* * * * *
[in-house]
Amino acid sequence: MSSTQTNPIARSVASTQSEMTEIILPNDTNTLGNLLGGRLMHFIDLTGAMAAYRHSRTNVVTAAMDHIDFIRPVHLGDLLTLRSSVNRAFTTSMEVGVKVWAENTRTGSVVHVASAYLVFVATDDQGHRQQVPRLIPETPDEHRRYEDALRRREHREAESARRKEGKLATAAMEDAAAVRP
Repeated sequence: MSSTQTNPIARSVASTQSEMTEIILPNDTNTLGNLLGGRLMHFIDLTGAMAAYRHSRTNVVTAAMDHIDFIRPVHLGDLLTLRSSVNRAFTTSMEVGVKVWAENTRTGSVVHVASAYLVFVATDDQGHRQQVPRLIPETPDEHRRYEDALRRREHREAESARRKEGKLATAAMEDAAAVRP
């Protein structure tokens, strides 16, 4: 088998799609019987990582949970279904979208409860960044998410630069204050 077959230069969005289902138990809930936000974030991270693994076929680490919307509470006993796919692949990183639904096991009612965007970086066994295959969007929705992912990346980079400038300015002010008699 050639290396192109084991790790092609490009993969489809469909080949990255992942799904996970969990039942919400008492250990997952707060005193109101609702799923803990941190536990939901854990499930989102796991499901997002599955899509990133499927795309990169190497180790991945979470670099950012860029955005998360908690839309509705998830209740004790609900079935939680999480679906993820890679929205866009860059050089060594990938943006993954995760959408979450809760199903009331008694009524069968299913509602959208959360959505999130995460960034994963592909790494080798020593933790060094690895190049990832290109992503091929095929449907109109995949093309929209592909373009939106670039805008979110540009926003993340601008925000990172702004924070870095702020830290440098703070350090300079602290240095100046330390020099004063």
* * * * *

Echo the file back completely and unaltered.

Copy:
[in-house]
Amino acid sequence: MSSTQTNPIARSVASTQSEMTEIILPNDTNTLGNLLGGRLMHFIDLTGAMAAYRHSRTNVVTAAMDHIDFIRPVHLGDLLTLRSSVNRAFTTSMEVGVKVWAENTRTGSVVHVASAYLVFVATDDQGHRQQVPRLIPETPDEHRRYEDALRRREHREAESARRKEGKLATAAMEDAAAVRP
Repeated sequence: MSSTQTNPIARSVASTQSEMTEIILPNDTNTLGNLLGGRLMHFIDLTGAMAAYRHSRTNVVTAAMDHIDFIRPVHLGDLLTLRSSVNRAFTTSMEVGVKVWAENTRTGSVVHVASAYLVFVATDDQGHRQQVPRLIPETPDEHRRYEDALRRREHREAESARRKEGKLATAAMEDAAAVRP
């Protein structure tokens, strides 16, 4: 088998799609019987990582949970279904979208409860960044998410630069204050 077959230069969005289902138990809930936000974030991270693994076929680490919307509470006993796919692949990183639904096991009612965007970086066994295959969007929705992912990346980079400038300015002010008699 050639290396192109084991790790092609490009993969489809469909080949990255992942799904996970969990039942919400008492250990997952707060005193109101609702799923803990941190536990939901854990499930989102796991499901997002599955899509990133499927795309990169190497180790991945979470670099950012860029955005998360908690839309509705998830209740004790609900079935939680999480679906993820890679929205866009860059050089060594990938943006993954995760959408979450809760199903009331008694009524069968299913509602959208959360959505999130995460960034994963592909790494080798020593933790060094690895190049990832290109992503091929095929449907109109995949093309929209592909373009939106670039805008979110540009926003993340601008925000990172702004924070870095702020830290440098703070350090300079602290240095100046330390020099004063």